Label: Share It Music
Catalog #: 76004
There’s no other city on the planet as synonymous with the 90s as Seattle. And for Marihuzka Cornelius a/k/a MC, singer, guitarist and songwriter in Bloods, growing up in Western Sydney during that pre-Internet age, it might as well have been another planet. It seemed so far away, so mythic in stature. A sort of paradise, or nirvana, where outcasts, misfits and music reigned supreme.
Pouring through rock mags and staying up late watching music videos on Rage, trying to catch a glimpse of her flannel-clad rock heroes, it would’ve seemed unthinkable to teenage MC that one day she’d be standing in a studio in Seattle about to record with her own band.
Not just any studio either, but Jack Endino’s Sound House (y’know just the guy who recorded Nirvana’s Bleach, no biggie), with Steve Fisk on production and mixing duties (yep, the dude who’s worked with Soundgarden and Mudhoney) and using the very amp Kurt Cobain played through on his band’s debut record. Oh yeah and guess what, teen MC, Cheryl Waters is playing your band on KEXP, your publishing is signed to Sub Pop and your new EP is coming out on Seattle label Share It Music too. TEENAGE MIND BLOWN.
So what do you do when your teenage fantasy becomes reality and the city you’ve loved from afar starts loving you back? You do what any self-respecting 90s tragic would do and dedicate your EP to it, just as MC and her bandmates Dirk Jonker (drums) and Mike Morgan (guitar, bass and backing vocals) in Bloods have done on their free-spirited new EP, Seattle.
“We first came to Seattle about four years ago and we met so many amazing people. We got signed to Sub Pop Publishing, got played on KEXP, all this unimaginable stuff,” MC says. “It’s funny cos everyone involved in making this EP and supporting it and bringing it to life, with the exception of the band and our manager, are from Seattle so it’s kind of this love letter back to the city that embraced us.”
Clocking in at under 15 minutes, the six-track EP doesn’t waste any time getting down to business. Opening with lead single “U & M E” Bloods confidently mark new territory for themselves. Far moodier than anything the band have presented before, the track coolly balances a playful lyrical conceit against a detached sexiness and the result is arguably Bloods at their brooding, hedonistic best. But there’s plenty of the band people all over the world have come to love as well. From the middle finger waving kiss-off of “The New Guy”, to the buzzsaw sugar rush of “Waste Of Time”, and the Ten Things I Hate About You (set in Seattle btw) homage “I Hate It”, Seattle is dripping in a the wry, couldn’t-care-less attitude that would have been right at home in the Seattle of the 90s.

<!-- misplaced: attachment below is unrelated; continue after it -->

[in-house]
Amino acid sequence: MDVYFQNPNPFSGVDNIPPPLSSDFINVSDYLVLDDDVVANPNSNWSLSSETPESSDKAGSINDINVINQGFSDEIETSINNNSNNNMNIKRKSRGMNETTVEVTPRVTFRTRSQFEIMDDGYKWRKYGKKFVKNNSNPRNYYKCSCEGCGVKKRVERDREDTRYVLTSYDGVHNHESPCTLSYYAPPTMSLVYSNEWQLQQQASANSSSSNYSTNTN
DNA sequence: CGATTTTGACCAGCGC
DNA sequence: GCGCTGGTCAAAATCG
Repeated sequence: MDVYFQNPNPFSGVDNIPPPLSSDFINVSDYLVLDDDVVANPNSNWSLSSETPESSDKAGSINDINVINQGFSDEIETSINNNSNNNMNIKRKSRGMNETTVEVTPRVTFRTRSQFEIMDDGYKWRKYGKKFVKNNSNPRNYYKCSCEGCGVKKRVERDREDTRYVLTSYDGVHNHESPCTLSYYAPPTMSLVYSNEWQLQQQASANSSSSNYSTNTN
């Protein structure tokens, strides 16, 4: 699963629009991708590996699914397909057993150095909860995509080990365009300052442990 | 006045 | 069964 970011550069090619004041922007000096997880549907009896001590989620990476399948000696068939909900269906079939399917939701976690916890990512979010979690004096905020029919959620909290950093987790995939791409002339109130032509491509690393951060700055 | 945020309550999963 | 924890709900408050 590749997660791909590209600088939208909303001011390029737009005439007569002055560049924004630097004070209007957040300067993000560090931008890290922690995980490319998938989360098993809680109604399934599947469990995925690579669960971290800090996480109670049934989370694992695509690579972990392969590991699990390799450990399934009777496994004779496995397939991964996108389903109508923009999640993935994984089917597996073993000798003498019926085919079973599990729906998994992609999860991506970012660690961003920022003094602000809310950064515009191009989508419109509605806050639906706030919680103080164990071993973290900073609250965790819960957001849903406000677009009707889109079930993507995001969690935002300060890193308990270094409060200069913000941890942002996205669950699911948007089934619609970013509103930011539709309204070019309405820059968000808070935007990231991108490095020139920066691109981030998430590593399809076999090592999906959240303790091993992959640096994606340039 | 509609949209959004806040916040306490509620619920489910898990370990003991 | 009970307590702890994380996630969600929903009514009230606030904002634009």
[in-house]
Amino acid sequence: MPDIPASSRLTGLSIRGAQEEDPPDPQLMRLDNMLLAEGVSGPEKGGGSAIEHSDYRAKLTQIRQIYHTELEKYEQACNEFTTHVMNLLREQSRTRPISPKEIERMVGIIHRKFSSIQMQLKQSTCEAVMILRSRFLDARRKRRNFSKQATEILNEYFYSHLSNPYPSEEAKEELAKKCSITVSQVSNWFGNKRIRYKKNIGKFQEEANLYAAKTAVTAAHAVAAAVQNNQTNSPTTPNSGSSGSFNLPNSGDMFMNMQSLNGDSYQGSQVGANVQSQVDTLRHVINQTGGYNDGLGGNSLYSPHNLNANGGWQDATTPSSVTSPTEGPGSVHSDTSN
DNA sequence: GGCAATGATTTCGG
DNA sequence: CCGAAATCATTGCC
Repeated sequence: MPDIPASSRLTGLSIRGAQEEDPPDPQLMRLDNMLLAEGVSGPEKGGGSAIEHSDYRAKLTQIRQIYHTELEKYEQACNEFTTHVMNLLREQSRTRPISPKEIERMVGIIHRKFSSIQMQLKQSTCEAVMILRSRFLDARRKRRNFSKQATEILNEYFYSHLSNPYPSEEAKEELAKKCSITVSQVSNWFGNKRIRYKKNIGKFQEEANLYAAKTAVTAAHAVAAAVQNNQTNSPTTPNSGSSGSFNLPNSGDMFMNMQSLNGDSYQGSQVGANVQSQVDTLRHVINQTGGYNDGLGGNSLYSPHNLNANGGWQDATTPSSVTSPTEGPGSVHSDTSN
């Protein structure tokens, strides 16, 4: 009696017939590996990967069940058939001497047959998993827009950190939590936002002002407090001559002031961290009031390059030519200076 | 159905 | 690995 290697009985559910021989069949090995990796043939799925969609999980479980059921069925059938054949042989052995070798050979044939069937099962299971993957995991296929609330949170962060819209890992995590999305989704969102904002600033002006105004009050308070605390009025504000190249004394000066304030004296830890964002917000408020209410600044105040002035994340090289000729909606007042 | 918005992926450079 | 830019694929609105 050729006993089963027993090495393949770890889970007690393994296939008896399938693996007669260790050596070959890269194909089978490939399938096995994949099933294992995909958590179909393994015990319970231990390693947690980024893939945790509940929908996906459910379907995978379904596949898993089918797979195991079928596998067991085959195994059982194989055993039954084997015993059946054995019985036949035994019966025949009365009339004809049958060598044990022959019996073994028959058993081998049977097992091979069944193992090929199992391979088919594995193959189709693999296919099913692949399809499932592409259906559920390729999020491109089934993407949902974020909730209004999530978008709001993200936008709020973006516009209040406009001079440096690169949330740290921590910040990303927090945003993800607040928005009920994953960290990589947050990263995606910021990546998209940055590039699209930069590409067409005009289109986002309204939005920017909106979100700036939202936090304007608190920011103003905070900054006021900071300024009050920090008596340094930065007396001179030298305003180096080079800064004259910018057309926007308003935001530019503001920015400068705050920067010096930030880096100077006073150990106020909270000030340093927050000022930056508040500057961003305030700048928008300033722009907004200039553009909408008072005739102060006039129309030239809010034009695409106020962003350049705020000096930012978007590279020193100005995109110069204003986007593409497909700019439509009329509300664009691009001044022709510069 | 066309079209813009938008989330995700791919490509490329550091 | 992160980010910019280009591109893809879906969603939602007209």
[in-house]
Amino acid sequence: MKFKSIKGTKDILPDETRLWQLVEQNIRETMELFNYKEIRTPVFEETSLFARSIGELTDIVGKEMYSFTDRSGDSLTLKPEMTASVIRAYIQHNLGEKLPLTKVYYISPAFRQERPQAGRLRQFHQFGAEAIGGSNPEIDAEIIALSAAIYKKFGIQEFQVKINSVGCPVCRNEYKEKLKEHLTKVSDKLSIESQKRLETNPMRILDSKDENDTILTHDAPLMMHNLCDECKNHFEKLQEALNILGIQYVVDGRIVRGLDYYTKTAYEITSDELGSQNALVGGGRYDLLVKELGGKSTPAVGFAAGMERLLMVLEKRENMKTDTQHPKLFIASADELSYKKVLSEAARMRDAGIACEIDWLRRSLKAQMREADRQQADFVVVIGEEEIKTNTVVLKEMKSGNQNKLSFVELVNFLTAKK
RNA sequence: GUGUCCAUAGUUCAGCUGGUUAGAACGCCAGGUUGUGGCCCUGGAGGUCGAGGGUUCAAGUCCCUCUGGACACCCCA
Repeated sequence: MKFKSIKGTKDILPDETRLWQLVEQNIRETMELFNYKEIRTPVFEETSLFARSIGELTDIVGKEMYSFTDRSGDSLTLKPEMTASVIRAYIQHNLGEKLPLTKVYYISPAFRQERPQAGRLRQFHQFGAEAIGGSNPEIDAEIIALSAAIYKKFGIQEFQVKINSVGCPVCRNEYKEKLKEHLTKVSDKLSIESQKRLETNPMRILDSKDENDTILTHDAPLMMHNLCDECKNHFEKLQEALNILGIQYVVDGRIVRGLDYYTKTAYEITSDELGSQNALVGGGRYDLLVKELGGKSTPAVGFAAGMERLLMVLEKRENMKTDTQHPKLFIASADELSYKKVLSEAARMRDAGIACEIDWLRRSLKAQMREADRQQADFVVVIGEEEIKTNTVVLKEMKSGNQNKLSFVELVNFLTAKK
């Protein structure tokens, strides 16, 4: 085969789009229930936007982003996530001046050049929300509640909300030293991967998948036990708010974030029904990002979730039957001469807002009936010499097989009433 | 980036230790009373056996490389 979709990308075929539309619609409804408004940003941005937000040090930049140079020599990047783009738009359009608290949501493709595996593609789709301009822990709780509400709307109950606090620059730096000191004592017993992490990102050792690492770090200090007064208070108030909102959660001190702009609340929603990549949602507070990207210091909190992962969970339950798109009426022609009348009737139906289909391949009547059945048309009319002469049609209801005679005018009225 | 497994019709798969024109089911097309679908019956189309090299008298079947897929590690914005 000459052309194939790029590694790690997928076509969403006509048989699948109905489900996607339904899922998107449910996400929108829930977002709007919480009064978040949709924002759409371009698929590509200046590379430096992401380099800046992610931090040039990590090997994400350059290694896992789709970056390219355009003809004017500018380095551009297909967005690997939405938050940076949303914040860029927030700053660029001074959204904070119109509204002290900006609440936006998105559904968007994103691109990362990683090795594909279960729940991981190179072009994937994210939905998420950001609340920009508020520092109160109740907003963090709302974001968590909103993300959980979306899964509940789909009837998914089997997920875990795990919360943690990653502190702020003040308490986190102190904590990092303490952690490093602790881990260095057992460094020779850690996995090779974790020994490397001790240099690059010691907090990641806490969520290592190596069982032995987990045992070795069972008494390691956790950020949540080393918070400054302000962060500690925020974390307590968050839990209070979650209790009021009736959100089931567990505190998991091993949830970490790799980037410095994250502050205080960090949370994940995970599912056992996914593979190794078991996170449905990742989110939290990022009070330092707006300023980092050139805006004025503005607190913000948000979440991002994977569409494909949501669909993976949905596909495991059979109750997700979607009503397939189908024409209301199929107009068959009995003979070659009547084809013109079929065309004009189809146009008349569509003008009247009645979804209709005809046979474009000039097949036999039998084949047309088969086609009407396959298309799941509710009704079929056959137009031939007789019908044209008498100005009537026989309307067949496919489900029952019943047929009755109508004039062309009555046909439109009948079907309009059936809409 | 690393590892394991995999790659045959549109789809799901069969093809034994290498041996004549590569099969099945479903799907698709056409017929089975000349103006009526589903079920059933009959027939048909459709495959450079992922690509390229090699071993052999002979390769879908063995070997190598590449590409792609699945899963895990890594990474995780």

Perhaps the track that deals the biggest blow however is “Girls are Just Fucking Cool Like That”. With the opening lines “Well I had a baby, and I’m not dead, no matter what you say/Yeah she is amazing, but it’s ok I’ve still got dreams inside my head” the song is a celebration of female resilience, with a first verse that touches on MC’s personal experience of how invisible women can be made to feel after they have a baby. “When I run into people I know on the street, so often the first thing they ask me is ‘where’s your kid?’, it’s as though just because I’ve had a child I’ve stopped being a person in my own right. Like I’m just reduced to being a mum now” MC says. “Don’t get me wrong, I love my kid and love being her mum, but this song is saying women can still continue to dream and grow and live full lives alongside their children, despite their ethnicity or age and who cares what society thinks of you for doing that!”
Similarly, Bloods’ idiosyncratic take of The Smiths’ classic “Some Girls are Bigger than Others”, which closes out the EP, reclaims it as a feminist anthem. “I know Morrissey is cancelled,” MC laughs. “But sung from a female perspective this song almost takes on this completely new meaning. As most women know, you literally spend half your life thinking about your weight and thinking about being a certain size and I just love what a literal view it has on something that ruins people’s lives. It felt empowering to sing about it in such a detached way. Like, who cares?!”
Ultimately, casting off society’s expectations and being free to express yourself, while having the best time doing it, is what Bloods are all about. In light of that it makes perfect sense that they chose to call this EP Seattle.
“Our experience of Seattle so far has been that no one we’ve come across seems to give a fuck about what colour you are, or how old you are or if you’re a girl or any of that shit,” says MC. “It’s just a cool city that embraces creativity and sees the value in that. We wanted to capture that spirit on this EP.”
Mission accomplished, Bloods.